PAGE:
William Frederic Johnson
Divorce Law - Sausalito, CA

Probably the biggest mistake I've seen committed by any family lawyer is applying a "One Size Fits All" in divorce. It makes no sense - in fact it's unconscionable - to think that way. For starters, everyone comes into a case with differing perceptions and expectations, and it's our job to understand the psychological currents and motivations of everyone involved, including those of the other side. I think that understanding, that skill separates the good lawyers from the not-as-good lawyers.

Another reason One Size Doesn't Fit All in a divorce case: Every matter has its own cost-benefit equation. As lawyers we must be very cognizant of how much money is being spent - so an ongoing cost assessment is really central to what we do.

People talk about excessive expectations coming into divorce, but I've seen plenty of people who've been really beaten down, whose self-esteem is low, who've often had little role in financial matters. Sometimes you have to raise initial expectations.

Affluence can create a sense of self-entitlement, not simply in adults but even in children. And there can be a sense of moral entitlement as well - "I've been through hell, and I deserve something." That sense can be quite different from what the law will award. One of the best quotes I've seen on the subject is from Ken Venturi, the golfer: "Money talks but it doesn't always say the right thing."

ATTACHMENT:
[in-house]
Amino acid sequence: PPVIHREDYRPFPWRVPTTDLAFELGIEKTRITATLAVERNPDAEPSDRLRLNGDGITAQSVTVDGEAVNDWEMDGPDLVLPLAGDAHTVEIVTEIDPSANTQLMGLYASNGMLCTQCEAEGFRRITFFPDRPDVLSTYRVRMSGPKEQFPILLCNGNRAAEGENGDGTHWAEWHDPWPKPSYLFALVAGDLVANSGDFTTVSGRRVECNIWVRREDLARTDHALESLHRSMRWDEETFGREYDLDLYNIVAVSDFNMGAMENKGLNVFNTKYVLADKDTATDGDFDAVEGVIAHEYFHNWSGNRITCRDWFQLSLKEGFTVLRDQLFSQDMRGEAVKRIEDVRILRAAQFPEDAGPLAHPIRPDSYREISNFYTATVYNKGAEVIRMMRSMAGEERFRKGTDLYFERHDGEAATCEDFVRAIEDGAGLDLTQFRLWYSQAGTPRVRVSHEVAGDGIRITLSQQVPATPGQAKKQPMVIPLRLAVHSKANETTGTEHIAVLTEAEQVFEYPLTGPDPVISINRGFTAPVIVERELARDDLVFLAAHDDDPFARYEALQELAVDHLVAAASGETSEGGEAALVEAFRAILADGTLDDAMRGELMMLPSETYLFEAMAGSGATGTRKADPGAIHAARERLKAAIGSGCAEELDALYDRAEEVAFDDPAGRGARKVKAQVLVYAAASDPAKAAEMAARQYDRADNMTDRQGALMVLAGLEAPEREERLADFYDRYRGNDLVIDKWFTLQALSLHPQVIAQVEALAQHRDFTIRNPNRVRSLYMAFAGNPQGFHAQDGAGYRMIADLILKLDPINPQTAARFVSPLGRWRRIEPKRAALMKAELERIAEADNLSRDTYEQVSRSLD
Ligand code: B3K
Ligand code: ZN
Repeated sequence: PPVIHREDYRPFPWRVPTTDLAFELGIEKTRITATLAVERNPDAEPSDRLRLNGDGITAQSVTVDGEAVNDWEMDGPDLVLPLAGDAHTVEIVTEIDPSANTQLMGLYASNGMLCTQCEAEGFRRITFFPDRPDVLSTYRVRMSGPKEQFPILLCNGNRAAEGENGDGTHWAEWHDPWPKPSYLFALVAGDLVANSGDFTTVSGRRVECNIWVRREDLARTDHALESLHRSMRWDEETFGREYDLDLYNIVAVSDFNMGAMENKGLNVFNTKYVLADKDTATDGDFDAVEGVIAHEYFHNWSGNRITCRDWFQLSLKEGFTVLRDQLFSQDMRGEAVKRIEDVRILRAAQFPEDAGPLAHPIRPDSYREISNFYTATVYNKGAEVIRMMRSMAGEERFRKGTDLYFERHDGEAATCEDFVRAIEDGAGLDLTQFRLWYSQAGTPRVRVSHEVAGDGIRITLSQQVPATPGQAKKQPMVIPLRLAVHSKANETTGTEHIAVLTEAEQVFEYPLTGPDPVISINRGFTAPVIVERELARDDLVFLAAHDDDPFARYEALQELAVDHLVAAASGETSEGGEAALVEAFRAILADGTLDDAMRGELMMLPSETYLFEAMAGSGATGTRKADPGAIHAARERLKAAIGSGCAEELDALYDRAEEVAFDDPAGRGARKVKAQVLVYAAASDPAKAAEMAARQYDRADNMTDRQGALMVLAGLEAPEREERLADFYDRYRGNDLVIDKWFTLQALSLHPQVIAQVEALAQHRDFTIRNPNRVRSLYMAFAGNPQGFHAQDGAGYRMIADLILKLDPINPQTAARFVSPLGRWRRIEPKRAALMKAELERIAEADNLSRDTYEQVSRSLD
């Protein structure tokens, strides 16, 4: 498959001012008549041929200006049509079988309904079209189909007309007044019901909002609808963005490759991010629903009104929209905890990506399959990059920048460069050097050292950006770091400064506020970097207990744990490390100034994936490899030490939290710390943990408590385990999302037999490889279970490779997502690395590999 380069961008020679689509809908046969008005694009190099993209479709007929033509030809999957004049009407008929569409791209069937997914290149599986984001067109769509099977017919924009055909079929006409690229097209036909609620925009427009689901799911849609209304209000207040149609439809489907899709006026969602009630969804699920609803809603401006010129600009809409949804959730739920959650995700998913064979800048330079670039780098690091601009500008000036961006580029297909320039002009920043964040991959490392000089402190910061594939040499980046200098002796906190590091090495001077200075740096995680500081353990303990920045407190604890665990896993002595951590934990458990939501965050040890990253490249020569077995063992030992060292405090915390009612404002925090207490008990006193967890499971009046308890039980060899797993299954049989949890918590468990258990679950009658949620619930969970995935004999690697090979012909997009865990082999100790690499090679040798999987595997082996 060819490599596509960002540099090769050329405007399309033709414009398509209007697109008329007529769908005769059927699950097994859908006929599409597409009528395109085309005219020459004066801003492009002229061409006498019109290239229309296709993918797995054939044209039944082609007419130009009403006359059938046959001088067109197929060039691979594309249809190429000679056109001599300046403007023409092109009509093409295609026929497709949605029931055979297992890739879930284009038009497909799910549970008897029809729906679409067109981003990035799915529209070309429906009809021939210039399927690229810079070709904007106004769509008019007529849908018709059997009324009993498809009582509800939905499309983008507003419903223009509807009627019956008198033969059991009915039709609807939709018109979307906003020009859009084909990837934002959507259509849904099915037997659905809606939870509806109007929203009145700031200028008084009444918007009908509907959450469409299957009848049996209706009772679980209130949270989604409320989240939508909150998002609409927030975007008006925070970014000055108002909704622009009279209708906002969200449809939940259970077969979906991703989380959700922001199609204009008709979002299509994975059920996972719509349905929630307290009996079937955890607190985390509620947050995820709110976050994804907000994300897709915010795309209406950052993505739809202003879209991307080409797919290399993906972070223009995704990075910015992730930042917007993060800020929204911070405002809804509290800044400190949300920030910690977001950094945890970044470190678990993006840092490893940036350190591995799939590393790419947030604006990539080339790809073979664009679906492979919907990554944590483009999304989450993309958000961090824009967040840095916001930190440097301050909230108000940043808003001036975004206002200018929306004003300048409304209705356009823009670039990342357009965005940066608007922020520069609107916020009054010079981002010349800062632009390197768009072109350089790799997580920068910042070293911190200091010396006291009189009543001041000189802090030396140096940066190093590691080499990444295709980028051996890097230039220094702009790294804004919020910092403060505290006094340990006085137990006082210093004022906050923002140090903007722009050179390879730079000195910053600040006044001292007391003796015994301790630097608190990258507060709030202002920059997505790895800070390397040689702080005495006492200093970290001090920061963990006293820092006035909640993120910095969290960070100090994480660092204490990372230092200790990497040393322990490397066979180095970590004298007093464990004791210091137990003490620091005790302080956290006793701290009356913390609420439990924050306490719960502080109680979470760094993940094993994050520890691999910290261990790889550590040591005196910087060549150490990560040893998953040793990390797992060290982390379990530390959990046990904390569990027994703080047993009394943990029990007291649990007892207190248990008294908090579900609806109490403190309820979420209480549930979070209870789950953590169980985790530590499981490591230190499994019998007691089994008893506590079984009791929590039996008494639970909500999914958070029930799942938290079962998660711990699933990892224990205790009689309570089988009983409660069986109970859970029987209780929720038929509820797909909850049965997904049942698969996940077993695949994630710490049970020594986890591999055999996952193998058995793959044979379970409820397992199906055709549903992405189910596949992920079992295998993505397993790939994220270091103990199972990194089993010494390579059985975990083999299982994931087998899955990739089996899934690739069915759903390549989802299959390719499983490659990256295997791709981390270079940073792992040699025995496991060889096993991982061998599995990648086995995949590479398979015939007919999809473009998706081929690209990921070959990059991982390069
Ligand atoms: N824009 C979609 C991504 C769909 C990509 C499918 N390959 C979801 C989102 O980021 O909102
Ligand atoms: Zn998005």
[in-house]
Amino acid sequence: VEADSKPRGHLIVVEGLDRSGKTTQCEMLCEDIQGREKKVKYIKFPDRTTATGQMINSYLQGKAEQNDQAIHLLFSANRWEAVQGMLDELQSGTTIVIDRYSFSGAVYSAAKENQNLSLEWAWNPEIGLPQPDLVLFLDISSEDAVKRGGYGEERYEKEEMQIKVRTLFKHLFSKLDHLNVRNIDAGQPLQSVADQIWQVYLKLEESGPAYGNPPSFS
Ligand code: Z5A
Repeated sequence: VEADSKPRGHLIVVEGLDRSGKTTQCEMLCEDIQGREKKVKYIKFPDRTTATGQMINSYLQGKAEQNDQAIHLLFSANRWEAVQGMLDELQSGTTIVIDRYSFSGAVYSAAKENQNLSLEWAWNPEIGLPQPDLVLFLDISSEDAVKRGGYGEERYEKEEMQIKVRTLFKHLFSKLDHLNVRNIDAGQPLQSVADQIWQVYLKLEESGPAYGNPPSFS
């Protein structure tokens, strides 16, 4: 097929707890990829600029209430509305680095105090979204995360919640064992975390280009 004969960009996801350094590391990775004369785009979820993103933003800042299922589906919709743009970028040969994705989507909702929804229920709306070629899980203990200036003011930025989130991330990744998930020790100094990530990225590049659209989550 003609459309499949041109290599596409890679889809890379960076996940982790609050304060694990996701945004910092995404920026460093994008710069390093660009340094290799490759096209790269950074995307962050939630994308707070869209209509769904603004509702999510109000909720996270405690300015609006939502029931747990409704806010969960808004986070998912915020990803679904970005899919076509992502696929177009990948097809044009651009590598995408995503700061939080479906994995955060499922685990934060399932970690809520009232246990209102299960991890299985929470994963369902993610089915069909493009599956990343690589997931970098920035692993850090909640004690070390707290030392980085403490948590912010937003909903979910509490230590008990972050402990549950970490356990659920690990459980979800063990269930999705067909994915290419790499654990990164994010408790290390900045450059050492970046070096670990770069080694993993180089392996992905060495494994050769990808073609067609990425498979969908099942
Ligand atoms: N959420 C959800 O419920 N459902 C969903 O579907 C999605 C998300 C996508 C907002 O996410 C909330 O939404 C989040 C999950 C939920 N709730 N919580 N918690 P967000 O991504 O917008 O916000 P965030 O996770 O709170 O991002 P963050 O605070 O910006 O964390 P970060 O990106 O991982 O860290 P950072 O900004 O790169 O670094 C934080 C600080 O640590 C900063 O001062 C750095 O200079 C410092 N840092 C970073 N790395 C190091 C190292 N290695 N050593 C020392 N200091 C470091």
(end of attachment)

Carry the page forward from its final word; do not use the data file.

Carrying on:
Then, too, for a divorce lawyer there is what you could call "Hairdresser Advice." I know that's probably unfair to any professional hairdresser - especially mine. It's really all the people, caring and well-intentioned, who are whispering into your client's ear, giving advice, telling them what to expect and what they believe they are entitled to. A lot of my job, initially at least, can be to debunk much of what my clients are told before they even see me.

It sounds old fashioned, but pride has a lot to do with our work. We're responsible for the important business of other people. I do not want to be judged unfavorably by peers, much less a judge. So I always try to be, if anything, over-prepared. Better to anticipate too much than too little.

I know the Internet has changed every lawyer's practice. Most day-to-day legal advice is now being sent by email, and I think that's worked quite well. It's certainly more efficient. The client is in closer touch with us. I've learned to be effective as an advisor to my clients using email.

I've never been a very goal-oriented person but I've never been complacent either. An old friend once said, 'the next client who walks through the door may be the last one you ever have.' That's true, and it has a way of keeping your standards consistently high. I think most independent practitioners feel that way.

In our work we have high highs, and low lows. The best part perhaps is that I've gained a lot of great, lifelong friendships along the way. It's not easy - but when I achieve a very good result for someone who is a good person, well, that's as good as it gets.

William Frederic Johnson
"It's not easy - but when I achieve a very good result for someone who is a good person, well, that's as good as it gets."
Phone: (415) 332-0222
Fax: (415) 332-1192
Michigan State University, East Lansing, MI, B.A., Honors College
University of California, Berkeley, Boalt Hall School of Law, J.D.
2016-09-15 08:33:34